For the last two decades plasmonic devices have been in the focus of attention of scientific community, promising to revolutionize the opto-electronic technology by developing high performance sub-wavelength devices and circuits. These promises have not come to fruition, primarily due to strong losses experienced by the optical and infrared waves in the metals. To this day plasmonics has been successful in a very limited range of practical applications, primarily those where the high absolute efficiency may not be required, such as sensing. These current state of the progress (or lack of such) in plasmonics should not, however, discourage the researchers from looking for relatively narrow niches where the inherently high loss in plasmonic devices may not be an obstacle. One such niche, in our view, is the development of single photon emitters. When one considers the enhancement of external radiation rate provided by the sub-wavelength plasmonic cavity one discovers that despite high loss and quenching, the enhancement can easily surpass that offered by all-dielectric photonic cavities with much lower loss. In this talk we show how one can optimize the emission rate and how this optimization is different from the optimization of the efficiency of radiation. Various plasmonic and photonic structures will be considered in combination with different quantum emitters, both optically and electrically pumped. The unequivocal conclusion is that quantum optics may be precisely the place where plasmonics can shine.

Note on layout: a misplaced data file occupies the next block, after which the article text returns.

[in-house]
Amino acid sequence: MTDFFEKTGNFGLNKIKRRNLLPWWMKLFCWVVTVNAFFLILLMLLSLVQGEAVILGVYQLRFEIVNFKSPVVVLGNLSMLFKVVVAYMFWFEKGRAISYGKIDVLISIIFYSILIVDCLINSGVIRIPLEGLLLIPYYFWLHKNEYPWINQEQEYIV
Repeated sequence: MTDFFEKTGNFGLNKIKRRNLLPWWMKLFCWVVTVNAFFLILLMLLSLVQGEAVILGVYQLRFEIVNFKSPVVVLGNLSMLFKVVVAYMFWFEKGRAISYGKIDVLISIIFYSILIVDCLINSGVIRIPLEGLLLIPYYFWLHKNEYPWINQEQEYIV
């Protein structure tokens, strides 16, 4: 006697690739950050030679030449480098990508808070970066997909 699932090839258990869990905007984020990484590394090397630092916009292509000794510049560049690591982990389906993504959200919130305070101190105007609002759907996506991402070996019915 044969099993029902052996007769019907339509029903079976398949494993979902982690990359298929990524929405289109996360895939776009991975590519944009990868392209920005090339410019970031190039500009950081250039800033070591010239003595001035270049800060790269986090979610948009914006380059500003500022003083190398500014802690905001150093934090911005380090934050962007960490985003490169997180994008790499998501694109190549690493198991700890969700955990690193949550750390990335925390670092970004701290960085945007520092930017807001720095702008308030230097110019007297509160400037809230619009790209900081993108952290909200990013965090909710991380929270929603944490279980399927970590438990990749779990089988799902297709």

(PLEASE NOTE NON-STANDARD LOCATION)